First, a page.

A re-engagement email campaign is an email series that you send to a segment of your audience who are less engaged (or completely unengaged) with your emails. These types of emails are also called win-back emails or reactivation emails.
Re-engagement emails help you identify and follow up with inactive users not engaging with your email newsletters to either…
Win them back (inspire them to open emails regularly)
Let them go (to maintain a healthy subscriber list)
Keeping an engaged audience helps you improve your open rates, click-through rates, customer retention, ROI and email deliverability rate.
That’s because active subscribers improve your sender reputation, which means Internet Service Providers (ISPs) will deliver your emails to their inbox rather than the spam folder.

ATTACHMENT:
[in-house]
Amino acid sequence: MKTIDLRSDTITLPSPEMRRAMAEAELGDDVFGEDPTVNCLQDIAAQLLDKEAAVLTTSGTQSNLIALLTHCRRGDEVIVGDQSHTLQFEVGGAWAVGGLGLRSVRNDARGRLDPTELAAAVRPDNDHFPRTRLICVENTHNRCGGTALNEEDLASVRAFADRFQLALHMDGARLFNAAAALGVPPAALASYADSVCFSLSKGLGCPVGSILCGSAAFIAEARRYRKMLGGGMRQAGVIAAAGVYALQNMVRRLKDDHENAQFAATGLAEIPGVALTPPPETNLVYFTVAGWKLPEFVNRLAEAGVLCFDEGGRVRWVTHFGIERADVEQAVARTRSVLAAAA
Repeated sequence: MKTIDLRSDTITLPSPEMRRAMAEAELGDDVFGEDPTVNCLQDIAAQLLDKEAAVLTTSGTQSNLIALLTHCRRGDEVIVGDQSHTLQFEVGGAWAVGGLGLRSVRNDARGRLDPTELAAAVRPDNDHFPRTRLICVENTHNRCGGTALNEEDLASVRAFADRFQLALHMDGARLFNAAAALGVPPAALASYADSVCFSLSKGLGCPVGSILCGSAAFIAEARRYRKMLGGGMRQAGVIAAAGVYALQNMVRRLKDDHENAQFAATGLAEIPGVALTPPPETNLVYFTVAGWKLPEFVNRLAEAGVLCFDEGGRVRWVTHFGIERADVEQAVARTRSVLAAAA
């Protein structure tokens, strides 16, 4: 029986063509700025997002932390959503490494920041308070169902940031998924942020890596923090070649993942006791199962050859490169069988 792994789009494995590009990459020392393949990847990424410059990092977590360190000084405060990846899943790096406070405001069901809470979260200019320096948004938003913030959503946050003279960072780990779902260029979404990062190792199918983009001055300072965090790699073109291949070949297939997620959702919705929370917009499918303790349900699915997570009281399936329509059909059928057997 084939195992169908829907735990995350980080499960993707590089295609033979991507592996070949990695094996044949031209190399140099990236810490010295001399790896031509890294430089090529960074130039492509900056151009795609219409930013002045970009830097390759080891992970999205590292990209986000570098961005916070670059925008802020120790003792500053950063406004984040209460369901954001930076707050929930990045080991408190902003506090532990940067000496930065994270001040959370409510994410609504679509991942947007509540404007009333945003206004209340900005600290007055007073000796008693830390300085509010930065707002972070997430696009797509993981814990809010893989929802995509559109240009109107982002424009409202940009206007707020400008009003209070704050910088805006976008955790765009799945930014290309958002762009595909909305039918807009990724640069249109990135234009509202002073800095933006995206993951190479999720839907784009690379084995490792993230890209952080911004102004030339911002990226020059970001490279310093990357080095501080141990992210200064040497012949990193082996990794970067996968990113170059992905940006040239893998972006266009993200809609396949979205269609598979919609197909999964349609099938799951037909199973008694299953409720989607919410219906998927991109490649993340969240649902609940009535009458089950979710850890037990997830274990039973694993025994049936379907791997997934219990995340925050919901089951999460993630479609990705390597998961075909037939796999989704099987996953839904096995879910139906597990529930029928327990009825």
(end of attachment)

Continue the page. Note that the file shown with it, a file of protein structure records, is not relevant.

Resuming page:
In this article we cover what reengagement emails are, before providing you with nine fantastic customer re-engagement email examples that you can take inspiration from.
Re-engagement emails empower you to remind people why they subscribed to your emails in the first place. In a re-engagement campaign, you can tell them about new products, new features and that you simply miss them.
Re-engagement emails also give you an opportunity to ask subscribers what they’re most interested in hearing about, so you can send them relevant emails they’re more likely to engage with.
Not all of your disengaged or dormant email subscribers are lost causes and there are plenty of ways to win them back (which we’ll get into in a moment). After you’ve designed your re-engagement email sequences, use A/B testing to find out which subject lines and send times work best and optimize accordingly.
Below are nine re-engagement email templates, each with a unique approach to encouraging subscribers to start opening and clicking through again.